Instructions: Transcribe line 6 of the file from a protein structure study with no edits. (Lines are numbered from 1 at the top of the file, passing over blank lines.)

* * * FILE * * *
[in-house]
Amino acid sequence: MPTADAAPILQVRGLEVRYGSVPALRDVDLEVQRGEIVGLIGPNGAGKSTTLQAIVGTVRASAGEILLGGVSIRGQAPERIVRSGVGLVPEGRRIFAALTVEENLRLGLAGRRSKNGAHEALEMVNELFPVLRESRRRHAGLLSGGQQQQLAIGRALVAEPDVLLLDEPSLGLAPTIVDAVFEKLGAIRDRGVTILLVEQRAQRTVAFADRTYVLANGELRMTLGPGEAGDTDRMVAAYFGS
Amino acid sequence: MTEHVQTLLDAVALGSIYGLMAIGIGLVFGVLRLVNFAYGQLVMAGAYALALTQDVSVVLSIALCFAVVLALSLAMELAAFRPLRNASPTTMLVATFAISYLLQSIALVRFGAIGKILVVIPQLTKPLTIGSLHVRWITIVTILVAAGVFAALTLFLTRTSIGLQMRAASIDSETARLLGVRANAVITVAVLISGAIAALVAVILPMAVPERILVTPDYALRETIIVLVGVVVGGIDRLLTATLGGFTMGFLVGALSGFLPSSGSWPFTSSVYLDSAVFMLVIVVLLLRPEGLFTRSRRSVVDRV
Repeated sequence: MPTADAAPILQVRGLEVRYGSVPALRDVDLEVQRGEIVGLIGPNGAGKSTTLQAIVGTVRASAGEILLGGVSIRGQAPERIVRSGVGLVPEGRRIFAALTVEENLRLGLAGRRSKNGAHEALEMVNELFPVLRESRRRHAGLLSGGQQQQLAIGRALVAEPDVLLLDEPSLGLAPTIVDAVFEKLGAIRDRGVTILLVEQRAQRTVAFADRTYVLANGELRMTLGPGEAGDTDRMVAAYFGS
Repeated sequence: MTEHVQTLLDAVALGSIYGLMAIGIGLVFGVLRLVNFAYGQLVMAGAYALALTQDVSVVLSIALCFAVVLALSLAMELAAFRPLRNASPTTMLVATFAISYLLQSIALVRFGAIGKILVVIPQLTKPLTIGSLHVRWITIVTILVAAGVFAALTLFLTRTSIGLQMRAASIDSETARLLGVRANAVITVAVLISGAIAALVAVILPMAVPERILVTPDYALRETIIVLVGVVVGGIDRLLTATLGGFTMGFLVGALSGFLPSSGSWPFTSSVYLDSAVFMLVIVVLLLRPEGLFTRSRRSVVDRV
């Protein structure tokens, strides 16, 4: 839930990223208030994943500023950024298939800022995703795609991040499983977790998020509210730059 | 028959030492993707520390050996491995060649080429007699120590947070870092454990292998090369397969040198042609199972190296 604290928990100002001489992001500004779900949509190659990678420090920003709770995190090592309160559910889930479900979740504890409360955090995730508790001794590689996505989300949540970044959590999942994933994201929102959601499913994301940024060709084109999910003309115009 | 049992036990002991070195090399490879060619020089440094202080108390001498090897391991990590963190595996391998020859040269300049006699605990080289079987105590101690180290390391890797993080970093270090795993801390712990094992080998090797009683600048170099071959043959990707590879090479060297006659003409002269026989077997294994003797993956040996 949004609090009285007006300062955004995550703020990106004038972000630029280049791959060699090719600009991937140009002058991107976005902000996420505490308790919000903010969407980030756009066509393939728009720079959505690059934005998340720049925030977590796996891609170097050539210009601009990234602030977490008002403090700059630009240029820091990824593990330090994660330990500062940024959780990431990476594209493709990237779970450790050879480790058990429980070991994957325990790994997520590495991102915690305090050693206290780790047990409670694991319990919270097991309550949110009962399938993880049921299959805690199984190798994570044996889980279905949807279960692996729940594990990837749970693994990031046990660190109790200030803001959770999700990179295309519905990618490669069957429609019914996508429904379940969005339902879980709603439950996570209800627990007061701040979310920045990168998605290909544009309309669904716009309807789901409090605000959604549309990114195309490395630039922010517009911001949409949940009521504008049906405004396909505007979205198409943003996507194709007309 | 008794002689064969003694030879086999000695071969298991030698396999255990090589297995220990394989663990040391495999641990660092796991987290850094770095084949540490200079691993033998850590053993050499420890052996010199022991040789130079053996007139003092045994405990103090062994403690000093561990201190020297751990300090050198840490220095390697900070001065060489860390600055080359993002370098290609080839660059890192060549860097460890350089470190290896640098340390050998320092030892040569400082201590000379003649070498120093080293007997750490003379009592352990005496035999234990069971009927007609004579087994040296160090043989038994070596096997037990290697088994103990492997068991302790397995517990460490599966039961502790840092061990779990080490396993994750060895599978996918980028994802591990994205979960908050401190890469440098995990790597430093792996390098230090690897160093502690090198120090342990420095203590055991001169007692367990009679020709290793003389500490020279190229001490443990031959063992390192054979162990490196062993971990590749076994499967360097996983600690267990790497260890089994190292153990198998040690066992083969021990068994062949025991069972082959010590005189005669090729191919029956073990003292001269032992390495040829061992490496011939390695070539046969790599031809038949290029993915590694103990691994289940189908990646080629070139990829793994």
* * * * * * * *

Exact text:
């Protein structure tokens, strides 16, 4: 839930990223208030994943500023950024298939800022995703795609991040499983977790998020509210730059 | 028959030492993707520390050996491995060649080429007699120590947070870092454990292998090369397969040198042609199972190296 604290928990100002001489992001500004779900949509190659990678420090920003709770995190090592309160559910889930479900979740504890409360955090995730508790001794590689996505989300949540970044959590999942994933994201929102959601499913994301940024060709084109999910003309115009 | 049992036990002991070195090399490879060619020089440094202080108390001498090897391991990590963190595996391998020859040269300049006699605990080289079987105590101690180290390391890797993080970093270090795993801390712990094992080998090797009683600048170099071959043959990707590879090479060297006659003409002269026989077997294994003797993956040996 949004609090009285007006300062955004995550703020990106004038972000630029280049791959060699090719600009991937140009002058991107976005902000996420505490308790919000903010969407980030756009066509393939728009720079959505690059934005998340720049925030977590796996891609170097050539210009601009990234602030977490008002403090700059630009240029820091990824593990330090994660330990500062940024959780990431990476594209493709990237779970450790050879480790058990429980070991994957325990790994997520590495991102915690305090050693206290780790047990409670694991319990919270097991309550949110009962399938993880049921299959805690199984190798994570044996889980279905949807279960692996729940594990990837749970693994990031046990660190109790200030803001959770999700990179295309519905990618490669069957429609019914996508429904379940969005339902879980709603439950996570209800627990007061701040979310920045990168998605290909544009309309669904716009309807789901409090605000959604549309990114195309490395630039922010517009911001949409949940009521504008049906405004396909505007979205198409943003996507194709007309 | 008794002689064969003694030879086999000695071969298991030698396999255990090589297995220990394989663990040391495999641990660092796991987290850094770095084949540490200079691993033998850590053993050499420890052996010199022991040789130079053996007139003092045994405990103090062994403690000093561990201190020297751990300090050198840490220095390697900070001065060489860390600055080359993002370098290609080839660059890192060549860097460890350089470190290896640098340390050998320092030892040569400082201590000379003649070498120093080293007997750490003379009592352990005496035999234990069971009927007609004579087994040296160090043989038994070596096997037990290697088994103990492997068991302790397995517990460490599966039961502790840092061990779990080490396993994750060895599978996918980028994802591990994205979960908050401190890469440098995990790597430093792996390098230090690897160093502690090198120090342990420095203590055991001169007692367990009679020709290793003389500490020279190229001490443990031959063992390192054979162990490196062993971990590749076994499967360097996983600690267990790497260890089994190292153990198998040690066992083969021990068994062949025991069972082959010590005189005669090729191919029956073990003292001269032992390495040829061992490496011939390695070539046969790599031809038949290029993915590694103990691994289940189908990646080629070139990829793994």